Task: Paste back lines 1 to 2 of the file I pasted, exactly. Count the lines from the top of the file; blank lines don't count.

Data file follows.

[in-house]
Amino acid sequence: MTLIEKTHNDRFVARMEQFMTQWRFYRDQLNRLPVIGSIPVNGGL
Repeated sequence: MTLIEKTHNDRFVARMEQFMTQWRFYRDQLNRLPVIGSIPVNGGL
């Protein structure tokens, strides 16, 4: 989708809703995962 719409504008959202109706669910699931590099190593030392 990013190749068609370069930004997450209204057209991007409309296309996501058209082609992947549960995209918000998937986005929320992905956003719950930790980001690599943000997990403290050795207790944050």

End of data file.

[in-house]
Amino acid sequence: MTLIEKTHNDRFVARMEQFMTQWRFYRDQLNRLPVIGSIPVNGGL